‘Research makes me strong’: An Oriental perspective towards using an autoethnographic approach


  • Tamiko Kondo University of the Ryukyus


action research, reflective practice, preservice teacher education, communicative competence


Having received critical comments from academic journal reviewers, the Author reflects on herself and her practices, which led to her thinking back to the start of her career as an Action Researcher and exploring ways to study herself and hence what it means to write an autoethnography. The exploration included a relevant literature review, which suggested to her that its writing process may inevitably lead authors to be engaged in the negotiation of their own identity, and an interview with a former colleague who has attempted to use autoethnography in her Action Research (AR) practice. The Author claims writing an autoethnography could help us negotiate our own identities through shuttling between them and through a dialogic relationship with ourselves, which is why it may be worth incorporating autoethnography into an AR practice. Most notably, the colleague’s word, which is that research made her strong, may mean everything to the Author.

Author Biography

Tamiko Kondo, University of the Ryukyus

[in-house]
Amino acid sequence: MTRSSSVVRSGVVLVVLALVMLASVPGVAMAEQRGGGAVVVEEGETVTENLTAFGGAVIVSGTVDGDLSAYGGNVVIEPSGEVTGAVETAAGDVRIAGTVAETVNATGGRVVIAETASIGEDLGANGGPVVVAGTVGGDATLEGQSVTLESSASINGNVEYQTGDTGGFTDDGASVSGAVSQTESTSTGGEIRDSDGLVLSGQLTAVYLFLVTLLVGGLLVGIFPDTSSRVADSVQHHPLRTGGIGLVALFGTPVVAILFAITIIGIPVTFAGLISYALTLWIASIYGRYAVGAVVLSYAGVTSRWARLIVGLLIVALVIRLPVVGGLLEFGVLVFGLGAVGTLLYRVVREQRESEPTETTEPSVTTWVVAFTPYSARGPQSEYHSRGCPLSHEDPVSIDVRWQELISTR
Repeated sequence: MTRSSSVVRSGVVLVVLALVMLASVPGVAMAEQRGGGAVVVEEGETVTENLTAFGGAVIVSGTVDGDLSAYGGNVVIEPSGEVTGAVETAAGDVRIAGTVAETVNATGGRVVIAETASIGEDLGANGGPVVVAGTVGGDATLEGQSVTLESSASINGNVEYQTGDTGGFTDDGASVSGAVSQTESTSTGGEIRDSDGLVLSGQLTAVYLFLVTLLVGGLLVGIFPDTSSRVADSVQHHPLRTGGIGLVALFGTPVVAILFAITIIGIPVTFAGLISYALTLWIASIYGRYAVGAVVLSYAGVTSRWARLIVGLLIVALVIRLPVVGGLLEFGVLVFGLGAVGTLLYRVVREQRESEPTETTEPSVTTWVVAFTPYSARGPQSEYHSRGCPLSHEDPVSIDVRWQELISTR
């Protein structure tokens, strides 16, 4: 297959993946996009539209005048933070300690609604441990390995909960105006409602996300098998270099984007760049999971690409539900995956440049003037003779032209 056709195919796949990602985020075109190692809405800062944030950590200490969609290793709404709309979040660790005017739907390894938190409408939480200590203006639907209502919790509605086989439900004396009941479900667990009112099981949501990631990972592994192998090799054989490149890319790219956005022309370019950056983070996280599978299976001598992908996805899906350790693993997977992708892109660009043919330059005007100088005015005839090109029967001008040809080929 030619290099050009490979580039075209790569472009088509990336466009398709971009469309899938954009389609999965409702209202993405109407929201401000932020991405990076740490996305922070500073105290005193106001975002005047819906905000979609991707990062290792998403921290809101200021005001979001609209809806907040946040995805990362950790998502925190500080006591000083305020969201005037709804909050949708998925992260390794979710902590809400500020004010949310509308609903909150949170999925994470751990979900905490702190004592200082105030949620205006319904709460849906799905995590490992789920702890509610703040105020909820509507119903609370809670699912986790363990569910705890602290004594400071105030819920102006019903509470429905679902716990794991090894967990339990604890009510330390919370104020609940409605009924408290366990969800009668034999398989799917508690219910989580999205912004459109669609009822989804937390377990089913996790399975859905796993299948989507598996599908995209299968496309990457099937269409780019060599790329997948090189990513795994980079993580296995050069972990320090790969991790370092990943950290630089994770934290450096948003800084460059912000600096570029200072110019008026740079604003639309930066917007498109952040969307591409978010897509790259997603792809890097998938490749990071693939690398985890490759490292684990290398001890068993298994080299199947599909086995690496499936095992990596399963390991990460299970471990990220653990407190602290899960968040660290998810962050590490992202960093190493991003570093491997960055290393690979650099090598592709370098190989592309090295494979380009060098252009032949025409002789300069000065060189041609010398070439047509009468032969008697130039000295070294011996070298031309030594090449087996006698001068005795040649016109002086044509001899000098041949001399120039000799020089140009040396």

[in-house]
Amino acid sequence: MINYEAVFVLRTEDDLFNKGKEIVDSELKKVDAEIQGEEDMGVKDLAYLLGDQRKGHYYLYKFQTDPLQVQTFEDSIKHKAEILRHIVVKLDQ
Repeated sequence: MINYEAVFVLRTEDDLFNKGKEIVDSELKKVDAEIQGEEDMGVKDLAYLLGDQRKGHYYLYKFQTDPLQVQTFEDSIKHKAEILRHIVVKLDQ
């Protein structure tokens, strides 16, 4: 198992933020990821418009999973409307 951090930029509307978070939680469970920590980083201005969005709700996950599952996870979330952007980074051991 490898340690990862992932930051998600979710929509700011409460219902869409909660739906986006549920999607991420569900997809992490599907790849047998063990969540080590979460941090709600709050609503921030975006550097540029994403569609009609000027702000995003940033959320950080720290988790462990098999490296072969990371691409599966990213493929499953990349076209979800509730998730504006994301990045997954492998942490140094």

Tamiko Kondo is a lecturer in English language education and applied linguistics in the Faculty of Global and Regional Studies at University of the Ryukyus in Japan. She has been practicing action research and her main research fields are teacher professional education. Her recent research interests include pre-service and in-service teacher education using an action research approach, qualitative research, reflective practice and communicative competence. She is also trying to incorporate the action research methodology into the discipline of applied linguistics.




How to Cite

Kondo, T. (2023). ‘Research makes me strong’: An Oriental perspective towards using an autoethnographic approach. Action Learning and Action Research Journal, 29(1), 13–28. Retrieved from https://alarj.alarassociation.org/index.php/alarj/article/view/273